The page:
Encyclopedia of Fantasy (1997)
Inklings

UK Affinity Group whose considerable fame in fantasy (especially Christian Fantasy) reflects that of its principal figures: C S Lewis, J R R Tolkien and Charles Williams. The Inklings (the name was borrowed from a former undergraduate club) took shape in the 1930s during informal meetings in Lewis's rooms at Magdalen College, Oxford. Members' work in progress – including drafts of Lewis's The Screwtape Letters (1942), Williams's All Hallows' Eve (1945) and Tolkien's The Lord of the Rings (1954-1955) – were read aloud and criticized. Their Tuesday lunchtime sessions in the "Bird and Baby" pub (nickname for the Eagle and Child) became a well known part of the Oxford scene during and after WWII. The Inklings' core period was perhaps that from Williams's 1939 arrival in Oxford to his death in 1945; the workshop meetings faded out in 1949, shortly before LOTR's completion. Other members included Christopher Tolkien (1924-    ) and Owen Barfield (1898-1997), whose relevant writing is assembled as Owen Barfield on C.S. Lewis (coll 1990) ed G B Tennyson. [DRL]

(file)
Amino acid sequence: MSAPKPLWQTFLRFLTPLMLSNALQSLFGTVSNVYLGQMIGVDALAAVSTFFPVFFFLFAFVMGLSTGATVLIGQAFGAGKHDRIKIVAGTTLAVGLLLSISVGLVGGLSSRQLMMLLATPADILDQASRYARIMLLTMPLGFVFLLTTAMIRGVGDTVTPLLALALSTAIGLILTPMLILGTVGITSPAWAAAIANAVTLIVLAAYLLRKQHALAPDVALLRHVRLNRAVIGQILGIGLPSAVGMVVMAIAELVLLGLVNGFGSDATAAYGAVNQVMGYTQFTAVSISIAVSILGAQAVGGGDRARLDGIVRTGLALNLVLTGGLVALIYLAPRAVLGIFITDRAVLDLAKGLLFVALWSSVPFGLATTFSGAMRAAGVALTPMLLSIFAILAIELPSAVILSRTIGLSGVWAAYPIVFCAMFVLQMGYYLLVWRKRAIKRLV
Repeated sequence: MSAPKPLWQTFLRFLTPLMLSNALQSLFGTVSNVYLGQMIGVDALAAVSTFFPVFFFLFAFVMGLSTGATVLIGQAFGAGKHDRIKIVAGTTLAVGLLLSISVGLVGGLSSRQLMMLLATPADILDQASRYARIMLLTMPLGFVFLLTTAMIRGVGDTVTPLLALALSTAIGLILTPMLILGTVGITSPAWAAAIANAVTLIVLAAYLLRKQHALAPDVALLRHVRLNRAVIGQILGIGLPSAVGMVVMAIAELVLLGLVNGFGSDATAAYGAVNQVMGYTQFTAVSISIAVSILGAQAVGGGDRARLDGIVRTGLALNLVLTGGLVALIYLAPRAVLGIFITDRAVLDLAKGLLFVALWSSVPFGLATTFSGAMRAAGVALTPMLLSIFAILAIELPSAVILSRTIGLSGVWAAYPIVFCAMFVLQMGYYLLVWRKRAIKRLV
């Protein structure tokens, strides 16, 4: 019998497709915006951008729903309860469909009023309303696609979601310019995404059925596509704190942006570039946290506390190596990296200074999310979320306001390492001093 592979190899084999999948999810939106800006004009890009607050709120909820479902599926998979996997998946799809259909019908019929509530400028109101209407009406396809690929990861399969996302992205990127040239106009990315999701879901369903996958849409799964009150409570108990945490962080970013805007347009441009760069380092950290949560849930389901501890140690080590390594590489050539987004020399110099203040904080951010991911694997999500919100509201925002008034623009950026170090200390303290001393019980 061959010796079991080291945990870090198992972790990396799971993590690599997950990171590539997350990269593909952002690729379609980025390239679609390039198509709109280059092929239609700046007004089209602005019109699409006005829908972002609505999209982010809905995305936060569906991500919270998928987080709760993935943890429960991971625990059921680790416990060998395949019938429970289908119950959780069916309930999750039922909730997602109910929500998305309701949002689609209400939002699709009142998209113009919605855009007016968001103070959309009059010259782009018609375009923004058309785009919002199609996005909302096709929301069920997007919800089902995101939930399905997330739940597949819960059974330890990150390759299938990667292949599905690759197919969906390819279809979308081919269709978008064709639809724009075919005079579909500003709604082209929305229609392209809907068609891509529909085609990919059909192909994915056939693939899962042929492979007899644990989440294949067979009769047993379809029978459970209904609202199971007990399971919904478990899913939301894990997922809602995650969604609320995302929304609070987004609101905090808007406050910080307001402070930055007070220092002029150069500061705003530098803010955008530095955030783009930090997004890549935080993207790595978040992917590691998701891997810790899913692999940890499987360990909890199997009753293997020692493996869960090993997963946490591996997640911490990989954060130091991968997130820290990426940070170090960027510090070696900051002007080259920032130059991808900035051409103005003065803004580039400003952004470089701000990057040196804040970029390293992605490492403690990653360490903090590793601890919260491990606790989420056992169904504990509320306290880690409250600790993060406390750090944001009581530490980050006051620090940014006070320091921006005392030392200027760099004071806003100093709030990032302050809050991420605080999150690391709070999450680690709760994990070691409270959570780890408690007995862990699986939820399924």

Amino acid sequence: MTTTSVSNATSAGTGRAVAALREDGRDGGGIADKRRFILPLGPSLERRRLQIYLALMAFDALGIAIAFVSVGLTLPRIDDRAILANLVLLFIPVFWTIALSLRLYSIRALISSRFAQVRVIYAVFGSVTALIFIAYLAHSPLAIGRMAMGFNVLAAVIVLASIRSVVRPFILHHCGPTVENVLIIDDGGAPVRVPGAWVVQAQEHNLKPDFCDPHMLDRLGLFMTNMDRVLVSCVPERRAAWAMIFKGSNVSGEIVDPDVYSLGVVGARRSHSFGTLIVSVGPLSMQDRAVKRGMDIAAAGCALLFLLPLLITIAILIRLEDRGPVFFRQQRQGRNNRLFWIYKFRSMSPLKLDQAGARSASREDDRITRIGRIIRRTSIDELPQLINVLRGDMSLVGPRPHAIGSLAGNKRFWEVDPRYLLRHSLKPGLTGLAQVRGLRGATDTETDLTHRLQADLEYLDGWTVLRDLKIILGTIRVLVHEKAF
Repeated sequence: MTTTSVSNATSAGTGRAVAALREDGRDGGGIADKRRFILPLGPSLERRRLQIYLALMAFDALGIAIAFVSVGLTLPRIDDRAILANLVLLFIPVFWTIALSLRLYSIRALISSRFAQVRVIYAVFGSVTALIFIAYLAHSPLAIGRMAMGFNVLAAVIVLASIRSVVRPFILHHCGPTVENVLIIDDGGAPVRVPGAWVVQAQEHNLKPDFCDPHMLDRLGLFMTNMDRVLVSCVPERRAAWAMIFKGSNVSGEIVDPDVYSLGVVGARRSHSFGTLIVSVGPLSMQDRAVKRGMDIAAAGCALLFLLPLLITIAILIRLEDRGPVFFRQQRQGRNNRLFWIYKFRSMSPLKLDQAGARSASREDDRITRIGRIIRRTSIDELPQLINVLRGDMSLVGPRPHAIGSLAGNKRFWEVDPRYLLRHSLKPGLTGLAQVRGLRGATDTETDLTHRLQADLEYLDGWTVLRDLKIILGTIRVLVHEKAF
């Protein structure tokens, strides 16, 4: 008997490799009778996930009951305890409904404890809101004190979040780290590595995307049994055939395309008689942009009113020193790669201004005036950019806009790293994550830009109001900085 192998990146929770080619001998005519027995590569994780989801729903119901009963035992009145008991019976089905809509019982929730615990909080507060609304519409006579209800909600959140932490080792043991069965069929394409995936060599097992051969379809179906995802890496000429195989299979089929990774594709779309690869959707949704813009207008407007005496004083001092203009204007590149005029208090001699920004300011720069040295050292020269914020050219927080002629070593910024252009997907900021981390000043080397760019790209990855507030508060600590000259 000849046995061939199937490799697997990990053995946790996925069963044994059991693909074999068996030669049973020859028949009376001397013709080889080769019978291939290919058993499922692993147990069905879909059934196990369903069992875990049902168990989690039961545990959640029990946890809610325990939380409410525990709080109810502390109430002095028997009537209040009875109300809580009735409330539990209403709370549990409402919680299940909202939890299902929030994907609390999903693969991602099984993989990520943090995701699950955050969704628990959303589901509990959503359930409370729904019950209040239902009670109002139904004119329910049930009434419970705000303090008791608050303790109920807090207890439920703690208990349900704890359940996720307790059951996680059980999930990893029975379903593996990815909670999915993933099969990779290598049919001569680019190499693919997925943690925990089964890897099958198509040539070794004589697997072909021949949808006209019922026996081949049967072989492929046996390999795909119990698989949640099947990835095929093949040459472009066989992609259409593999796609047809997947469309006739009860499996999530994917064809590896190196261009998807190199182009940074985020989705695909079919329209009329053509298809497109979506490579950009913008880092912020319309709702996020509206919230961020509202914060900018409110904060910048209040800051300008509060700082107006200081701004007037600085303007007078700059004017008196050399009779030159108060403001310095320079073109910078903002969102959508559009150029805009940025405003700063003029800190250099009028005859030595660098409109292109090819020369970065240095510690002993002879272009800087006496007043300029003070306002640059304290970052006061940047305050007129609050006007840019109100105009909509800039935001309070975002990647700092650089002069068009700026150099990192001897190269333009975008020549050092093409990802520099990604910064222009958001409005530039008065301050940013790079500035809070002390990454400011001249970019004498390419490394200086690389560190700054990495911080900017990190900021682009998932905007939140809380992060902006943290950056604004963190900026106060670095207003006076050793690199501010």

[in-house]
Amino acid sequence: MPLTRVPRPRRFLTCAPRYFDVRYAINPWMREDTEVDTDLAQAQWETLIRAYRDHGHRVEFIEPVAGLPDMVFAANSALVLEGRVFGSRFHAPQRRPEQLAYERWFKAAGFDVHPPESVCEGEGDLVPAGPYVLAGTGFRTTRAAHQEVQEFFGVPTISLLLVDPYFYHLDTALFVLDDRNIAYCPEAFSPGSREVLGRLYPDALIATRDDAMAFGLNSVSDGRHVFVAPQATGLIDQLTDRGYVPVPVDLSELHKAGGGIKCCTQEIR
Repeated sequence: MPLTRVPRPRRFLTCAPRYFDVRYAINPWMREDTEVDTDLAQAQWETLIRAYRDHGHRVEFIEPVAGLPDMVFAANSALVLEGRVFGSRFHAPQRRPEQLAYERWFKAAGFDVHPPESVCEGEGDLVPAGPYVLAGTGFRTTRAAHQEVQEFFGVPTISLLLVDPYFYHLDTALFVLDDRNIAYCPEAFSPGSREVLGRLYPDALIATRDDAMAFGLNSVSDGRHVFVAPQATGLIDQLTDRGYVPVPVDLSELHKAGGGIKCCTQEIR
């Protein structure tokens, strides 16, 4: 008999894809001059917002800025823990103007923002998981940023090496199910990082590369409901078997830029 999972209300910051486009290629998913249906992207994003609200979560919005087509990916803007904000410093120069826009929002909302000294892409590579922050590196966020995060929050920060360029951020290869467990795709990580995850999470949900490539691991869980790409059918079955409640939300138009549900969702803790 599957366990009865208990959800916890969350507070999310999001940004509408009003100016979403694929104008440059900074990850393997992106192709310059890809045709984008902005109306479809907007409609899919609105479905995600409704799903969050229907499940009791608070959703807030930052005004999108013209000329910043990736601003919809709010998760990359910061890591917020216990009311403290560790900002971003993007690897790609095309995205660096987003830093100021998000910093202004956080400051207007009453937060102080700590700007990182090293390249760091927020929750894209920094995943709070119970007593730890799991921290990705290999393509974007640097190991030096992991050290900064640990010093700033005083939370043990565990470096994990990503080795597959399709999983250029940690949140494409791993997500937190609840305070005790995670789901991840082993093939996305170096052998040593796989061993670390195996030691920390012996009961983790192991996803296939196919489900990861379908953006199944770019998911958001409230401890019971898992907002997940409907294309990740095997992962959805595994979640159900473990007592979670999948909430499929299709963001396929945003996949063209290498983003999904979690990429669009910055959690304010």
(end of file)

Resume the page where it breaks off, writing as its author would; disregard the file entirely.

further reading: The Inklings: C.S. Lewis, J R R Tolkien, Charles Williams and Their Friends (1978) by Humphrey Carpenter (1946-    ).

see also: Mythopoeic Awards; Mythopoeic Society.

This entry is taken from the Encyclopedia of Fantasy (1997) edited by John Clute and John Grant. It is provided as a reference and resource for users of the SF Encyclopedia, but apart from possible small corrections has not been updated.